The Scrum Glossary defines the Sprint Goal as “a short expression of the purpose of a Sprint, often a business problem that is addressed”. In this article Özmen Adibelli provides a facilitation meeting structure and some tips on how to facilitate a session about a controversial topic like the Sprint Goal.
The Google design sprint framework is a five-phase framework developed by Google that helps answer critical business questions through rapid prototyping and user testing. The design sprints let teams reach clearly defined goals and deliverables and gain key learnings. According to Google, this process helps spark innovation, encourage user-centered thinking, align teams under a shared vision, and get faster to product launch.
In an ideal Agile world, the Scrum team is always completing all the selected user stories at the end of the sprint. In the real world however, there might be some product backlog items that don’t have a “done” status, but are only partially finished. Should you split them for the next sprint? In this article, Daniel Zacharias gives you four reasons why it is a bad idea to split unfinished product backlog items.
Having a good Definition of Done (DoD) might be one of the most important technical asset of a Scrum team. This makes the difference between delivering at the end of the sprint fully completed business features or half-baked software. In his blog post “Changing the Definition of Done”, Ken Rubin discusses the situation where a Scrum team might want to change an existing Definition of Done.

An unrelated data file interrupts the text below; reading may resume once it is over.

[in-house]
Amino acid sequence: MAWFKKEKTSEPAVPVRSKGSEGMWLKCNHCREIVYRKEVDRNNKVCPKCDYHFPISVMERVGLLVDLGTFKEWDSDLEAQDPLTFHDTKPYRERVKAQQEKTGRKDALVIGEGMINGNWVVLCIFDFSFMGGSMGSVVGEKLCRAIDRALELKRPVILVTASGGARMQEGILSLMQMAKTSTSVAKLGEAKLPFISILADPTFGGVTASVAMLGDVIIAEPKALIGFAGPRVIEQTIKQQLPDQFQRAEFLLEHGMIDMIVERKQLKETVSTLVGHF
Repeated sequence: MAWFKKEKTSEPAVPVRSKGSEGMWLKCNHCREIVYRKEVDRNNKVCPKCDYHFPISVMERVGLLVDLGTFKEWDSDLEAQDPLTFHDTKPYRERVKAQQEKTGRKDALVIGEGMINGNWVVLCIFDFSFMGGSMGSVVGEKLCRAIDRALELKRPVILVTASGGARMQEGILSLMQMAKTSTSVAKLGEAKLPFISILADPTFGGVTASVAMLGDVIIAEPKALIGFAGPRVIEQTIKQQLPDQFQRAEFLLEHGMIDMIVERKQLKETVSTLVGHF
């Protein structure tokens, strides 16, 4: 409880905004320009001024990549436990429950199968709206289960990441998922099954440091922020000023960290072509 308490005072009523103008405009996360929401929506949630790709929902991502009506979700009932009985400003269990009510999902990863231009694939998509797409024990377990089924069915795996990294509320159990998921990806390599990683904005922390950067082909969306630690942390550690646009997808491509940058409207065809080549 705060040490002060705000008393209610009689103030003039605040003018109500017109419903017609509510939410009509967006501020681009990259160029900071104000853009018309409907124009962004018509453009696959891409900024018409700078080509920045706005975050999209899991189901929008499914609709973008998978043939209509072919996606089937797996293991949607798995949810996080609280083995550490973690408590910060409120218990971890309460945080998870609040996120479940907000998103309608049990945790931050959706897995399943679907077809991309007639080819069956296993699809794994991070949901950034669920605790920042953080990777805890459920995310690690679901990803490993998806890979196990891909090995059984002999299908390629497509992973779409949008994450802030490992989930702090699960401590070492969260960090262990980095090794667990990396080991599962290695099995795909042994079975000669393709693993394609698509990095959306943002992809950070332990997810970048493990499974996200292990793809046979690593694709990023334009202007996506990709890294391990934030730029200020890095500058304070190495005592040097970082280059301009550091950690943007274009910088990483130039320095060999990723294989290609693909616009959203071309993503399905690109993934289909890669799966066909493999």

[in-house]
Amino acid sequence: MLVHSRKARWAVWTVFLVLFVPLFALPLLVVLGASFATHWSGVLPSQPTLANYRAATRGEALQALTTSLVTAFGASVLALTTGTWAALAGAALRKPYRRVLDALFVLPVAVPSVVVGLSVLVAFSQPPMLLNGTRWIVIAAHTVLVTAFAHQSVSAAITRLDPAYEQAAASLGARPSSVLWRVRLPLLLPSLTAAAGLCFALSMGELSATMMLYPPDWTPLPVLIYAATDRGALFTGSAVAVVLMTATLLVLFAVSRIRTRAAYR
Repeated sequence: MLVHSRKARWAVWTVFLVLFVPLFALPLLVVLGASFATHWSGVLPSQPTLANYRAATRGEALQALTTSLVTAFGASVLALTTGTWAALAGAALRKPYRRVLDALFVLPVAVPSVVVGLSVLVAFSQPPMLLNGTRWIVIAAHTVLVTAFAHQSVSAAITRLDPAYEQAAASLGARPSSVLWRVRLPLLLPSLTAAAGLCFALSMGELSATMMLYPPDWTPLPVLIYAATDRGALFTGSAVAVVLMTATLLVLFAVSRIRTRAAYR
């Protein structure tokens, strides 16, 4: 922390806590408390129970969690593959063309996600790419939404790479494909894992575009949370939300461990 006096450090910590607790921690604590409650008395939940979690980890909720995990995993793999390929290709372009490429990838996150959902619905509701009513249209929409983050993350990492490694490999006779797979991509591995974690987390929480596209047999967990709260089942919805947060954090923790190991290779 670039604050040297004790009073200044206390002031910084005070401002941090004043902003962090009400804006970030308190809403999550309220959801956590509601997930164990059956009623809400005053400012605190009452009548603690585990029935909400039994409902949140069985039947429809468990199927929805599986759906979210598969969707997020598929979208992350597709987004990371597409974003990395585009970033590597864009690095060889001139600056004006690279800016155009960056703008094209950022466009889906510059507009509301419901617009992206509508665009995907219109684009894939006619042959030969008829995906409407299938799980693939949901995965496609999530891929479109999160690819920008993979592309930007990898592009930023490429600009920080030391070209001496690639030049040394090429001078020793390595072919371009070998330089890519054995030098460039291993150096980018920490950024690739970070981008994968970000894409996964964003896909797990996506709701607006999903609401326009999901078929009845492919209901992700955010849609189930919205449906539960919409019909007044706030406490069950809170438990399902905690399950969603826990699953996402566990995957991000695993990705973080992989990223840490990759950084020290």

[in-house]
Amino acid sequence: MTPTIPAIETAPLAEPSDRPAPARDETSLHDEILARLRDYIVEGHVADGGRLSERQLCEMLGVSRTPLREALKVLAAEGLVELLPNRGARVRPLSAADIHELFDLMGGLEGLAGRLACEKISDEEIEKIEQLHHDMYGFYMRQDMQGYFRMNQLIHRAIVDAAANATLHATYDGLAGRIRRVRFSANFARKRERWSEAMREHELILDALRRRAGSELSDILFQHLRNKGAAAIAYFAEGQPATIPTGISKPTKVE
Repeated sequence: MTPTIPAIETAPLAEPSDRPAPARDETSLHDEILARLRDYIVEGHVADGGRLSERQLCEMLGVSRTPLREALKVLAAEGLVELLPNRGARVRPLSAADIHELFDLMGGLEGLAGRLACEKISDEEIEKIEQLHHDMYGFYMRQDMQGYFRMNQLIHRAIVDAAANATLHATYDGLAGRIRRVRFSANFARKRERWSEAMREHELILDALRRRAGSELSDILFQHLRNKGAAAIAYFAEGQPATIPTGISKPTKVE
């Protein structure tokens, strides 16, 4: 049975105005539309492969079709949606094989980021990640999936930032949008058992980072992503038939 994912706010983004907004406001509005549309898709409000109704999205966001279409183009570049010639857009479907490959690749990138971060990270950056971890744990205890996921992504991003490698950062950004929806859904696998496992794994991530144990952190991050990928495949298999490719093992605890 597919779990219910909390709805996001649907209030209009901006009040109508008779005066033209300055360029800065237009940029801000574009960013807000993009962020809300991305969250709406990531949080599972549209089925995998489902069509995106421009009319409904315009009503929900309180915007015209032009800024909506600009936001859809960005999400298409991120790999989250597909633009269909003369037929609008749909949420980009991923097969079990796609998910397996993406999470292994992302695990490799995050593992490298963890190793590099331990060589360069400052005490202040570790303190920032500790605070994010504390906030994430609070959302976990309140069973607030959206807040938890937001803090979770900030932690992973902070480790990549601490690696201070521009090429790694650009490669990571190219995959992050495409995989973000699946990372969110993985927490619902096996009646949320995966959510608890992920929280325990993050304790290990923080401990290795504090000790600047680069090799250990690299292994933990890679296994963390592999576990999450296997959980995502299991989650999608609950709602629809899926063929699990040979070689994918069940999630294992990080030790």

In an ideal Agile world, the Scrum team can complete all user stories tasks that it planned for the current sprint. The real world is however different. In this article, Scott Lively explains how to use the sprint data to modify the team behavior.
In regulated industries like Health Care you have to comply with standard operating procedures, heaps of paper work and frequent audits. Do these requirements conflict with the core tenets of Agile? How do you increase velocity in such regulated environments?
As there is no all-size fits all software development process, even Scrum practitioners can learn some tricks from Rational Unified Process (RUP) for implementing more effective the customer’s requirements. The iterations from RUP can help stabilize the agile approach and offer increasing predictability of the developed software, future architecture and spent budget while keeping the flexibility toward client’s requests, development team buy-in and involvement, and the incremental delivery of the developed system.